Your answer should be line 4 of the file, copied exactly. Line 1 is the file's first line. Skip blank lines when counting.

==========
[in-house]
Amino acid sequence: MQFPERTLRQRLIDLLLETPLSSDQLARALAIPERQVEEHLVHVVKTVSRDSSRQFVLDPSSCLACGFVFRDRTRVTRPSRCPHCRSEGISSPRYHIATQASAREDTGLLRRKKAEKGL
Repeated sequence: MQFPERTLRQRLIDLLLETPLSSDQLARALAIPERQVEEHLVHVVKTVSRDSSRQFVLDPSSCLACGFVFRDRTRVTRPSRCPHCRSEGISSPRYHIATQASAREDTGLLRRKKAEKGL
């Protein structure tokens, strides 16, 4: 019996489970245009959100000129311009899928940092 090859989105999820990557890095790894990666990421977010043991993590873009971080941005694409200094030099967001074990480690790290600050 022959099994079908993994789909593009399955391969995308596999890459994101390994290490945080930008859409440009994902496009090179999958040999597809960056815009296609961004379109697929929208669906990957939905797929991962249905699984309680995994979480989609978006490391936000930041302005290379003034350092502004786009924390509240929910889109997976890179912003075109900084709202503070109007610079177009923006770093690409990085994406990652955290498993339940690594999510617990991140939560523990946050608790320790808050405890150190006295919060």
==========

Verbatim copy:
């Protein structure tokens, strides 16, 4: 019996489970245009959100000129311009899928940092 090859989105999820990557890095790894990666990421977010043991993590873009971080941005694409200094030099967001074990480690790290600050 022959099994079908993994789909593009399955391969995308596999890459994101390994290490945080930008859409440009994902496009090179999958040999597809960056815009296609961004379109697929929208669906990957939905797929991962249905699984309680995994979480989609978006490391936000930041302005290379003034350092502004786009924390509240929910889109997976890179912003075109900084709202503070109007610079177009923006770093690409990085994406990652955290498993339940690594999510617990991140939560523990946050608790320790808050405890150190006295919060």